A new piezoelectric material converts mechanical stress into electricity

Piezoelectric material converts mechanical stress into electricity or vice versa, which is useful in actuators, sensors and many other applications.

A new piezoelectric material can convert mechanical stress into electricity.
Qiming Zhang, a prominent professor of electrical engineering, led a team of researchers to develop a robust piezoelectric material capable of converting mechanical stress into electricity. Video Credit: Tyler Henderson / Penn State.

However, according to Qiming Zhang, a prominent professor of electrical engineering, the installation of piezoelectrics in polymers, ie materials made from molecular circuits and commonly used in medicines, plastics, etc., can be difficult.

Zhang is a Penn State– An interdisciplinary team of scientists developed a polymer with strong piezoelectric efficiency, resulting in 60% more efficient electricity generation compared to previous iterations.

The study was published on March 25thth2022, in the magazine Science.

Historically, the electromechanical bonding of polymers has been very low. We have sought to improve this because, due to the relative softness of the polymers, they are ideal for soft sensors and actuators in a variety of areas, including biological sensing, sonar, and artificial muscles. plus.

Qiming Zhang, Honorary Professor of Electrical Engineering at Penn State University

To create the material, the researchers intentionally added chemical impurities to the polymer. This process, called doping, allows researchers to adjust the properties of a substance to achieve the desired effect if they combine the required number of impurities.

Adding too little additive can prevent the desired effects, and adding too much can cause undesirable properties that interfere with the function of the substance.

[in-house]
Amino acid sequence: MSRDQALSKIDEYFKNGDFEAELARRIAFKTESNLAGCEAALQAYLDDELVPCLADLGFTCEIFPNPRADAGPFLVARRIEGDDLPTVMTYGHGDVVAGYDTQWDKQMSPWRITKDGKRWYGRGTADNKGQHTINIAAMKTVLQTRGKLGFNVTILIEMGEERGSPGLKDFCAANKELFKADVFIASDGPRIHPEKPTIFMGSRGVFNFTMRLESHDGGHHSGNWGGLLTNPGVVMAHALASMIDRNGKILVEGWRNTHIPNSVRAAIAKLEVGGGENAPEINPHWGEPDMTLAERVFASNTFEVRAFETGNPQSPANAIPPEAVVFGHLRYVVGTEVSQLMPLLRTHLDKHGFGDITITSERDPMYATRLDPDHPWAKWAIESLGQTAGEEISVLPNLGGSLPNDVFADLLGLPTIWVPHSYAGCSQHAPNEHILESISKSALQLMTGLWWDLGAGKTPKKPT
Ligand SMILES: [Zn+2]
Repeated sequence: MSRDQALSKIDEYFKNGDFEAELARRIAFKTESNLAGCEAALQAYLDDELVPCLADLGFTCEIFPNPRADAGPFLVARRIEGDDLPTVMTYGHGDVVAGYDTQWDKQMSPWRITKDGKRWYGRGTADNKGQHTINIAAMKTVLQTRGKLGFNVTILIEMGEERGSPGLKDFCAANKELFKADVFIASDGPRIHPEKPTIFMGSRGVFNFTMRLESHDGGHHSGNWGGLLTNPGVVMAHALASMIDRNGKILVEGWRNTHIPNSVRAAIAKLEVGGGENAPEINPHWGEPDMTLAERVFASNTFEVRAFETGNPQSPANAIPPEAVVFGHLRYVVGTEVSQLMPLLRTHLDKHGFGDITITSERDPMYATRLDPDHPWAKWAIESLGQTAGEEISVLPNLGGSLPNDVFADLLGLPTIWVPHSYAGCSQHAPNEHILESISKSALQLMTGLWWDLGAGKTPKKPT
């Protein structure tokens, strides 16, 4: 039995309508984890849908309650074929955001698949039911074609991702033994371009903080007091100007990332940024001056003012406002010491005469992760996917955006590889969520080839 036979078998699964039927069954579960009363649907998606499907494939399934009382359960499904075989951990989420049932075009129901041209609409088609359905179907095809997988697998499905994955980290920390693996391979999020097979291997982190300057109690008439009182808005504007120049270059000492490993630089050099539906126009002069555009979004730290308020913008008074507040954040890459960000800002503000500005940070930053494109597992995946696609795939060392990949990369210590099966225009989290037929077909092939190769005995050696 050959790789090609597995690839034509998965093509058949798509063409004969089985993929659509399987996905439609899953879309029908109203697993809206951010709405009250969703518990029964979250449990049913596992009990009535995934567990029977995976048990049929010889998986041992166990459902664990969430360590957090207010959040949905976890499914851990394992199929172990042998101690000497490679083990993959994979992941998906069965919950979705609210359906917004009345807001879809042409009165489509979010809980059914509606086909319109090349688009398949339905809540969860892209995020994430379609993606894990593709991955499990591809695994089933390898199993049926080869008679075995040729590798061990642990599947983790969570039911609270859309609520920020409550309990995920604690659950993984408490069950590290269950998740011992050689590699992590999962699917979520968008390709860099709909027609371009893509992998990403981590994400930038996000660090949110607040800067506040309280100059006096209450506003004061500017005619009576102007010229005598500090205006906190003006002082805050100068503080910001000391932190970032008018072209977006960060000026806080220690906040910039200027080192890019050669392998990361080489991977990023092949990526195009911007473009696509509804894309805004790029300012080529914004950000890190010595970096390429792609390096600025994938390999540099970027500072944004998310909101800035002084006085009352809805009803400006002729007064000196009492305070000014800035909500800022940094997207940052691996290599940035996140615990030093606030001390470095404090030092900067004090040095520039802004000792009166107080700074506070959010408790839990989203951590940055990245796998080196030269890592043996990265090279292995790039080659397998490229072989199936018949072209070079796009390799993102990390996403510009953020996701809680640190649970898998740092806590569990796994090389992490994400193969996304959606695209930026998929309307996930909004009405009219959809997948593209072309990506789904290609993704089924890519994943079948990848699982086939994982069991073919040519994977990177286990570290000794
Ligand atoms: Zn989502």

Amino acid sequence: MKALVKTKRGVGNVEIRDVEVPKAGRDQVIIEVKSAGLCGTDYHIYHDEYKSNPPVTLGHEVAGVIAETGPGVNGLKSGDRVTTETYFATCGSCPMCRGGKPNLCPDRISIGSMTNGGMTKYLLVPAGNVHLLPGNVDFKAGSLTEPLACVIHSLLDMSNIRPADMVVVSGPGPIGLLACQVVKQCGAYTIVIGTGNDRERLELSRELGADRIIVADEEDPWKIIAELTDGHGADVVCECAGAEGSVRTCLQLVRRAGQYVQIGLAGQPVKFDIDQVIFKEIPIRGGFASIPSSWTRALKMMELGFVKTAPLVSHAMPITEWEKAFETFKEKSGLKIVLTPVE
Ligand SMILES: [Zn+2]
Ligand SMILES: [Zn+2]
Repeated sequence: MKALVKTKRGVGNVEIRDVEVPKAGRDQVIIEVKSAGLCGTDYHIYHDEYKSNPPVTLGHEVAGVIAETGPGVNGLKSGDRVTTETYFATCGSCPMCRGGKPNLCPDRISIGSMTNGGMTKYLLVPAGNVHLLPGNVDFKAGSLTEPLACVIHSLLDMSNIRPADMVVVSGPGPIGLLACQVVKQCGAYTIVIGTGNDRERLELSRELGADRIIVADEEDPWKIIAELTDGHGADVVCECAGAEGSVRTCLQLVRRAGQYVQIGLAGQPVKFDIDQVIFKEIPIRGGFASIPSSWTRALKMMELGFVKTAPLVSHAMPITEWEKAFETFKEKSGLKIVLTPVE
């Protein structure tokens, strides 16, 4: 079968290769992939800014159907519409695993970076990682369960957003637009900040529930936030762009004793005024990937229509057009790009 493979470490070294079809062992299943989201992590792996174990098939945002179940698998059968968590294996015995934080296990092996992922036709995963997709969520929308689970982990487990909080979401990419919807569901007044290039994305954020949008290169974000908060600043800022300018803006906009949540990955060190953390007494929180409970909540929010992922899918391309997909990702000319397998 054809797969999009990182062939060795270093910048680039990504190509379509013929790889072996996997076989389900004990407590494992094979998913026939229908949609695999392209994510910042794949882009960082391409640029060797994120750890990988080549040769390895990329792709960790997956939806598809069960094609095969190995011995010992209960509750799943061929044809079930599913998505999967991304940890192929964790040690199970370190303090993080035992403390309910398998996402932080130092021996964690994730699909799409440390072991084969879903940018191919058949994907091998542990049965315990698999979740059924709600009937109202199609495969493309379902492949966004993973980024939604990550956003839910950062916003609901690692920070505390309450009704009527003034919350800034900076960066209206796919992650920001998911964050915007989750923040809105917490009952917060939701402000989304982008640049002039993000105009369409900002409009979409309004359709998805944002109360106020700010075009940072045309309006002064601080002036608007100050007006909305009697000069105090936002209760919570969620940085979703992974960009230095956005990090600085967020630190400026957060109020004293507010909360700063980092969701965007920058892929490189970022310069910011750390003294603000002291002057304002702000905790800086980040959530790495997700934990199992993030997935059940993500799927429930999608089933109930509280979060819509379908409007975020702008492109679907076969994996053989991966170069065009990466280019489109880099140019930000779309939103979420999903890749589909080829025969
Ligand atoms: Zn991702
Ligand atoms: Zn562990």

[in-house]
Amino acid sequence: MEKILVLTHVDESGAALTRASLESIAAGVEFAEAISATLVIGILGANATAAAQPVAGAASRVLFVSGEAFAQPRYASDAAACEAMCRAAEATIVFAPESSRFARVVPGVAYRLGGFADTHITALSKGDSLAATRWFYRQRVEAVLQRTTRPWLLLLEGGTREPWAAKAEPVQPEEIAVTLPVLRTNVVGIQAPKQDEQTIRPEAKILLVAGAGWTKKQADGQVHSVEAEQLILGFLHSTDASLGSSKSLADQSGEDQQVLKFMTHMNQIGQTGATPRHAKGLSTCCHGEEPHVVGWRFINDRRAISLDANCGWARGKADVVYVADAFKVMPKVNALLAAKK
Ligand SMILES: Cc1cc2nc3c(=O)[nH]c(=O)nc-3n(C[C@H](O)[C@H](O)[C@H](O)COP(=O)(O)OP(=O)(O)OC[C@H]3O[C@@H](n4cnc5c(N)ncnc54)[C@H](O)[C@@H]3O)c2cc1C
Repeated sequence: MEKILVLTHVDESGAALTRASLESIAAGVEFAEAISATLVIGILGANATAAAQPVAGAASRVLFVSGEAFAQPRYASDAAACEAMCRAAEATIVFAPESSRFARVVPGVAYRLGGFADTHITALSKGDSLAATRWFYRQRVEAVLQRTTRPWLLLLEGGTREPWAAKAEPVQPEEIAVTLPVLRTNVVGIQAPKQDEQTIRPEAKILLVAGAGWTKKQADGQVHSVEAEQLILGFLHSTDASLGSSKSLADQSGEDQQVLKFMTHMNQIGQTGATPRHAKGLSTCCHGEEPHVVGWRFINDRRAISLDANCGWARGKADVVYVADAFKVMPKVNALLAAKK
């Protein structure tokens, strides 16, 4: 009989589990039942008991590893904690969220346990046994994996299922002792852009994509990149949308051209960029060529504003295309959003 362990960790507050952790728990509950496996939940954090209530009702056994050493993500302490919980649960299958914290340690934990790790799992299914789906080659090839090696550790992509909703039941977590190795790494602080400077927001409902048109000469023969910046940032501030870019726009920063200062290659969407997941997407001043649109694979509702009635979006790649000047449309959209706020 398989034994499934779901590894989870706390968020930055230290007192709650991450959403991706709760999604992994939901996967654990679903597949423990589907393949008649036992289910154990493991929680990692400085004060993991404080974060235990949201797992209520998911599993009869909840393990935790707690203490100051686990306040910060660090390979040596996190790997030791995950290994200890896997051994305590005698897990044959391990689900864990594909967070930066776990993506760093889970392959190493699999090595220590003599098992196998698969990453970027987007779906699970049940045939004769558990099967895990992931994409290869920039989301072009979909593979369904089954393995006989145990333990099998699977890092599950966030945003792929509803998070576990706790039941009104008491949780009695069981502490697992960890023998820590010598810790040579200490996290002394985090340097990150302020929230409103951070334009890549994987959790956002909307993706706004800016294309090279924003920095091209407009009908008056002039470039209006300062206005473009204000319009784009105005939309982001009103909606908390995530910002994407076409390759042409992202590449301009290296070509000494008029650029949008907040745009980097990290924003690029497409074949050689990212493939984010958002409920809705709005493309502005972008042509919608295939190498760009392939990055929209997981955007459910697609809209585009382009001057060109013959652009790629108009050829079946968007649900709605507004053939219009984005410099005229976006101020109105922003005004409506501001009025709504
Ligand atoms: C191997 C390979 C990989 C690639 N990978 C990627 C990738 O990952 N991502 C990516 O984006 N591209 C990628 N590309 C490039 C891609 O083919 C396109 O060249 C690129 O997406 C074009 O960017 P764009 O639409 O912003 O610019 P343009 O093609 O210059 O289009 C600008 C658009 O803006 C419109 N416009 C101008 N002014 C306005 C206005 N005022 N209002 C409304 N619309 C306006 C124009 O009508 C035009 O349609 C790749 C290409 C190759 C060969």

The distance between the positive and negative charges was distorted due to the alloying inside the structural components of the polymer. Distortion separates the opposite charges, so the components are very efficient in accommodating the external electric charge. Zhang said this accumulation improves the transmission of electricity in the polymer when it is deformed

To enhance the effects of doping and guarantee the smoothing of molecular chains, the researchers stretched the polymer. According to Zhang, this combination increases the electromechanical response more than that obtained from a polymer with randomly aligned chains.

The efficiency of polymer power generation has greatly increased. With this process, we have achieved 70% efficiency – a huge improvement over 10% in the past.

Qiming Zhang, Honorary Professor of Electrical Engineering at Penn State University

Due to this strong electromechanical property inherent in rough ceramic materials, the flexible polymer can be applied in a variety of ways.

Because the polymer’s resistance to sound waves is similar to that of water and human tissues, it can be used for medical imaging, underwater hydrophones, or pressure sensors.

In addition, polymers are generally less weighty and more configurable than ceramics, so this polymer may offer the opportunity to explore robotics, imaging, and more. improvements, Zhang said.

Other contributors to this work include Xin Chen, Penn State Department of Materials Science and Engineering, College of Earth and Mineral Sciences; Hancheng Qin, Bing Zhang, Wenchang Lu, and J. Bernholc of North Carolina State University; Xiaoshi Qian with Shanhai Jiao Tong University in China.

Additional authors include Wenyi Zhu of the Penn State School of Electrical Engineering and Computer Science; Bo Li and Shihai Zhang with PolyK Technologies State College; Ruipeng Li with Brookhaven National Laboratory; Lei Zhu with Case Western Reserve University; and Fabrice Domingues Dos Santos with Arkema in France. In addition, Qiming Zhang is affiliated with Peno State Materials Research Institute.

The study was financially supported by the U.S. Navy Research Bureau.

Magazine link:

Chenas, X. etc. (2022) Relaxor ferroelectric polymer has an extremely strong electromechanical bond in the presence of a small electric field. Science. doi.org/10.1126/science.abn0936.

Source: https://www.psu.edu/

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